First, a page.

World Library  
Flag as Inappropriate
Email this Article

Ariel 1

Ariel 1
Launch of Ariel 1 on a Thor-Delta rocket
Mission type Ionospheric
Operator SERC
Harvard designation 1962 Omicron 1
SATCAT № 285
Spacecraft properties
Manufacturer NASA
Launch mass 62 kilograms (137 lb)
Start of mission
Launch date 26 April 1962, 18:00:16 (1962-04-26T18:00:16Z) UTC
Rocket Thor DM-19 Delta
Launch site Cape Canaveral LC-17A
End of mission
Decay date 24 May 1976
Orbital parameters
Reference system Geocentric
Regime Low Earth
Perigee 397 kilometres (247 mi)
Apogee 1,202 kilometres (747 mi)
Inclination 53.8 degrees
Period 100.86 minutes
Epoch 14 June 1962[1]

Ariel 1 (also known as UK-1 and S-55), was the first British satellite, and the first satellite in the Ariel programme. Its launch in 1962 made the United Kingdom the third country to operate a satellite, after the Soviet Union and the USA. It was constructed in the United States by NASA, under an agreement reached as the result of political discussions in 1959 and 1960.


In late 1959, the Science and Engineering Research Council proposed the development of Ariel 1 to NASA, following an offer made by the United States at a meeting of the Committee on Space Research to provide assistance to other countries with the development and launch of scientific spacecraft. By early the following year the two countries had decided upon terms for the programme's scope and which organisations would be responsible for which parts of the programme.

Construction of the satellite occurred at the Goddard Space Flight Center. SERC provided the experiments, conducted operations, and later analysed and interpreted the results. Six experiments were carried aboard the satellite. Five of these examined the relationship between two types of solar radiation and changes in the Earth's ionosphere. They took advantage of techniques developed in the Skylark programme.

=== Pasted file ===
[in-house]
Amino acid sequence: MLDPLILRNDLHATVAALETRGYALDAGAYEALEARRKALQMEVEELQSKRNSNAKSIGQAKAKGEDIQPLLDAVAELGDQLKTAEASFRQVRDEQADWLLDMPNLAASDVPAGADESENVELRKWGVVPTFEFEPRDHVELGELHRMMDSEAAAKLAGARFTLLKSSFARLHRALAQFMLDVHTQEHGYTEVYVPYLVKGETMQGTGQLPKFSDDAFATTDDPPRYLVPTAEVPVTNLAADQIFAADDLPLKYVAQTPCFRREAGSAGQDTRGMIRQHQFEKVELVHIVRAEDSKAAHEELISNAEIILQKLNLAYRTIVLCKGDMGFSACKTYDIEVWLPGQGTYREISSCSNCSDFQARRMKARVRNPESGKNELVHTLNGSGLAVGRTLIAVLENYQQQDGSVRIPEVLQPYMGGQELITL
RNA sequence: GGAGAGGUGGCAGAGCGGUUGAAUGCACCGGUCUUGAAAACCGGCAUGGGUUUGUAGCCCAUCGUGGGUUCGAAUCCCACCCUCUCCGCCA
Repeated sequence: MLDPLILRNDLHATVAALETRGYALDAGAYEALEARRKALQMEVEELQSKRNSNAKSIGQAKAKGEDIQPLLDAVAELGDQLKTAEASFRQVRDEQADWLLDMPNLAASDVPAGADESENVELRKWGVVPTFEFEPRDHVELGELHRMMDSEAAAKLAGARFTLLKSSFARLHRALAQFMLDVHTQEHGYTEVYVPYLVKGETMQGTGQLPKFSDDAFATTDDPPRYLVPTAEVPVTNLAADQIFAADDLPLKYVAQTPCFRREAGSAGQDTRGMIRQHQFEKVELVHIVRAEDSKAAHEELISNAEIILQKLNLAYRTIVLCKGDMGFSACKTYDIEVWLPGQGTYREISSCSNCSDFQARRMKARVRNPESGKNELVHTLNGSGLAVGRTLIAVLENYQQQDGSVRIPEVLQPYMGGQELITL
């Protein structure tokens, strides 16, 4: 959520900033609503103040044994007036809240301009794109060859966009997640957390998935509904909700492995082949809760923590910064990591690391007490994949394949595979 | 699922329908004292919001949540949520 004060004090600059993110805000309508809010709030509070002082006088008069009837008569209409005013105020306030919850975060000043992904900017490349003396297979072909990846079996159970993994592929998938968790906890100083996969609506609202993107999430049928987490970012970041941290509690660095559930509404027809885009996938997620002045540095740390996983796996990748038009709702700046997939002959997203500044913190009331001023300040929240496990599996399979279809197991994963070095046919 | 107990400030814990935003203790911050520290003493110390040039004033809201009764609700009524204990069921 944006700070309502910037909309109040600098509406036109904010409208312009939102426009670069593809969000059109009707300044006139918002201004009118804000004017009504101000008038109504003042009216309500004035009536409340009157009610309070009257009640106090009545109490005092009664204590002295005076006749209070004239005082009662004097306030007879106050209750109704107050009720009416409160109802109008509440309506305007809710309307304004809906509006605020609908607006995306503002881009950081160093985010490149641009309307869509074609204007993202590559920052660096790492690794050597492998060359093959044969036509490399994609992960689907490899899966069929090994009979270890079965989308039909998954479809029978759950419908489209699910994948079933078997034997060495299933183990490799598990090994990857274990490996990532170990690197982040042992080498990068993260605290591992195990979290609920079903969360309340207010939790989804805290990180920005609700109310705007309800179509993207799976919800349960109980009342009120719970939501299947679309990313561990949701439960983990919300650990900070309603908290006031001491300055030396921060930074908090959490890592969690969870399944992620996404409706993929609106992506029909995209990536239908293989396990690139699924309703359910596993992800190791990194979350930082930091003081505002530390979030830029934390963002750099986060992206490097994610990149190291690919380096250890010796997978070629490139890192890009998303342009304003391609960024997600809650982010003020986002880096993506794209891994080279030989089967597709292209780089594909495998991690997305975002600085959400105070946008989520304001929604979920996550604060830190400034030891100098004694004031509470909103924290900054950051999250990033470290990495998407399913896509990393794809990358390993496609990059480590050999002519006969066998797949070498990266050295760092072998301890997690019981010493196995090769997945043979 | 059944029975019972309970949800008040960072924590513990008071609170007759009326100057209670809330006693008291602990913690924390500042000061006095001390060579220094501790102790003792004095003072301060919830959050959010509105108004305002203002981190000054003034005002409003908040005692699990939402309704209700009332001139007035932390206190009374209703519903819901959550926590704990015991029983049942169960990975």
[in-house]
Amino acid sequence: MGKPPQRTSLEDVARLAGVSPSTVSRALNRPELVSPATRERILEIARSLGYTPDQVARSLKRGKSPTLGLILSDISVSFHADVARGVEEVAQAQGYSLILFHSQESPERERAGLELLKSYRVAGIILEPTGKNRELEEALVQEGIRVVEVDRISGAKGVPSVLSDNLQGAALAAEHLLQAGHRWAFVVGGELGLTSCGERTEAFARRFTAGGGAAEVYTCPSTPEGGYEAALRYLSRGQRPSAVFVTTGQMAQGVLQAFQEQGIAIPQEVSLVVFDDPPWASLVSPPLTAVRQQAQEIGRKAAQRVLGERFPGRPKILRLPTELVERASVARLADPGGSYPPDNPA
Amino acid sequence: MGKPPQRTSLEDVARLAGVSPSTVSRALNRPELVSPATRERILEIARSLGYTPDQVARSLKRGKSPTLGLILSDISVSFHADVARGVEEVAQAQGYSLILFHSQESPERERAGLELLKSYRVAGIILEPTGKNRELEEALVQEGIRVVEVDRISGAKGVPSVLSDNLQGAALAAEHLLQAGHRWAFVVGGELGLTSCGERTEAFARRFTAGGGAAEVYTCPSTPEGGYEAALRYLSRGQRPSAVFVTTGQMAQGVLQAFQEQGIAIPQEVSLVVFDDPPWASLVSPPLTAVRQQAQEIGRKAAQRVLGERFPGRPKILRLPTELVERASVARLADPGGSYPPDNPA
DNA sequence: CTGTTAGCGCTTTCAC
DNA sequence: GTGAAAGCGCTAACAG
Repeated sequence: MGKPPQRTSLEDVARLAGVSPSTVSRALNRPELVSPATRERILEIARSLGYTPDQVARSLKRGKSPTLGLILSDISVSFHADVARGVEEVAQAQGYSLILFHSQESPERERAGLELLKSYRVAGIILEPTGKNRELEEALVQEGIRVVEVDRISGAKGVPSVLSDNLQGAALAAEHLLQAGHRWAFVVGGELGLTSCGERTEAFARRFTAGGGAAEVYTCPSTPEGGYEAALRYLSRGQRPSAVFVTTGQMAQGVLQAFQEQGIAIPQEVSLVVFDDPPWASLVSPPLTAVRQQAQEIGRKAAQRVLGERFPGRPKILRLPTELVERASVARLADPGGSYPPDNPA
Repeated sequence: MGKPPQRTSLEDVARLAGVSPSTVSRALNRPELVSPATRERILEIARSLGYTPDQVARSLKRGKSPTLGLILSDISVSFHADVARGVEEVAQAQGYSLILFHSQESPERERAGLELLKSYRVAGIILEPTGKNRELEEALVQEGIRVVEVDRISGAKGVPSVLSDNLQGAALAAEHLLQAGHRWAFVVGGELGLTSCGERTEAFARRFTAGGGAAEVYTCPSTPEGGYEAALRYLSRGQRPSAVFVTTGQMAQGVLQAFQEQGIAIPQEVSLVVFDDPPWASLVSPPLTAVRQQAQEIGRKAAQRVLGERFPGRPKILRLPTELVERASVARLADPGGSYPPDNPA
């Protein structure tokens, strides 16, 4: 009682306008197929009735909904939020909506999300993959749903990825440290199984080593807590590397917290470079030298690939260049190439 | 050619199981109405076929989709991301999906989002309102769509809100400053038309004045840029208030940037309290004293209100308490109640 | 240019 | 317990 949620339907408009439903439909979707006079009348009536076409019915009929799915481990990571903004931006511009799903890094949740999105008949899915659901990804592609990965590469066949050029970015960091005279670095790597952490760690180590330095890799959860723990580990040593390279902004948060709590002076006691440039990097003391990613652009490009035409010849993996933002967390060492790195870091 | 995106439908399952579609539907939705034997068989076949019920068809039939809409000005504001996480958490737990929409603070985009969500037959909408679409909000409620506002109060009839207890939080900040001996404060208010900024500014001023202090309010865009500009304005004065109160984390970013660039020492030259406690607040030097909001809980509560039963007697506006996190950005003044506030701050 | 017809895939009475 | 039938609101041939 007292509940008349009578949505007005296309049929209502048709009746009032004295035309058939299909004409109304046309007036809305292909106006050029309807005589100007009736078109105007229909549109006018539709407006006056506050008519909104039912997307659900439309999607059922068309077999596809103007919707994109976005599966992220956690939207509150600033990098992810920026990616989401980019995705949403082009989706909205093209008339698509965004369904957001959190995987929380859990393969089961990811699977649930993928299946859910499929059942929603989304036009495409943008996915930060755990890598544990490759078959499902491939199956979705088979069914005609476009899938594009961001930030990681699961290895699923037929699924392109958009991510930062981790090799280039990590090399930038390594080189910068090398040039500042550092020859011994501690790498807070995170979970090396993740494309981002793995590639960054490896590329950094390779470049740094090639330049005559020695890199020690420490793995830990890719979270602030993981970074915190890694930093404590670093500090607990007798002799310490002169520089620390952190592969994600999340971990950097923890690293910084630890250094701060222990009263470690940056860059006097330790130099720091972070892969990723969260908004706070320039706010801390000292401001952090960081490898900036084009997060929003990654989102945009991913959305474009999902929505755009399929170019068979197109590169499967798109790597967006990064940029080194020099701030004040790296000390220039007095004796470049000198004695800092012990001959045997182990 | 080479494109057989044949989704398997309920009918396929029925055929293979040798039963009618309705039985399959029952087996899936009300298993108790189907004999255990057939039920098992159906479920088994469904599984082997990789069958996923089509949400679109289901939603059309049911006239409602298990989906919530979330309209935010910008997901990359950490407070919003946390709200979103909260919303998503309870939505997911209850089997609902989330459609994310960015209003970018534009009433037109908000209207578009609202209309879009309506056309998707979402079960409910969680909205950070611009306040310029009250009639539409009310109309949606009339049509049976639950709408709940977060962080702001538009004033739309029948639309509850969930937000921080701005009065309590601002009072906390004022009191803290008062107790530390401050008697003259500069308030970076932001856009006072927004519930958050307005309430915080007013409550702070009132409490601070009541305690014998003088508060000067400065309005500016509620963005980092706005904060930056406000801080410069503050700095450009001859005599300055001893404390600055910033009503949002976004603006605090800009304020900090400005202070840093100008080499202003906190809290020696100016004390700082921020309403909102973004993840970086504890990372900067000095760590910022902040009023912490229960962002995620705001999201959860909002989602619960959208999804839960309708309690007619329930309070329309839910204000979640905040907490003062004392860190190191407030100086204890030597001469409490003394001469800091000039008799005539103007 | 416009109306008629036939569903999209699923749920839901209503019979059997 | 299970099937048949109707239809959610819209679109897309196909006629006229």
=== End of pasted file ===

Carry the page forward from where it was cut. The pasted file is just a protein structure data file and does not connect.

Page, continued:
Launch, Operation, Orbit

Ariel 1 was launched aboard an American Thor-Delta rocket from Launch Complex 17A at the Cape Canaveral Air Force Station, at 18:00:16 GMT on 26 April 1962. Ariel 1 was among several satellites inadvertently damaged or destroyed by the Starfish Prime high-altitude nuclear test on July 9, 1962, and subsequent radiation belt. It decayed from orbit on 24 April 1976.


  1. ^ McDowell, Jonathan. "Satellite Catalog". Jonathan's Space Page. Retrieved 6 December 2013. 
  • "Ariel 1". 

This article was sourced from Creative Commons Attribution-ShareAlike License; additional terms may apply. World Heritage Encyclopedia content is assembled from numerous content providers, Open Access Publishing, and in compliance with The Fair Access to Science and Technology Research Act (FASTR), Wikimedia Foundation, Inc., Public Library of Science, The Encyclopedia of Life, Open Book Publishers (OBP), PubMed, U.S. National Library of Medicine, National Center for Biotechnology Information, U.S. National Library of Medicine, National Institutes of Health (NIH), U.S. Department of Health & Human Services, and, which sources content from all federal, state, local, tribal, and territorial government publication portals (.gov, .mil, .edu). Funding for and content contributors is made possible from the U.S. Congress, E-Government Act of 2002.
Crowd sourced content that is contributed to World Heritage Encyclopedia is peer reviewed and edited by our editorial staff to ensure quality scholarly research articles.
By using this site, you agree to the Terms of Use and Privacy Policy. World Heritage Encyclopedia™ is a registered trademark of the World Public Library Association, a non-profit organization.

Copyright © World Library Foundation. All rights reserved. eBooks from World Library are sponsored by the World Library Foundation,
a 501c(4) Member's Support Non-Profit Organization, and is NOT affiliated with any governmental agency or department.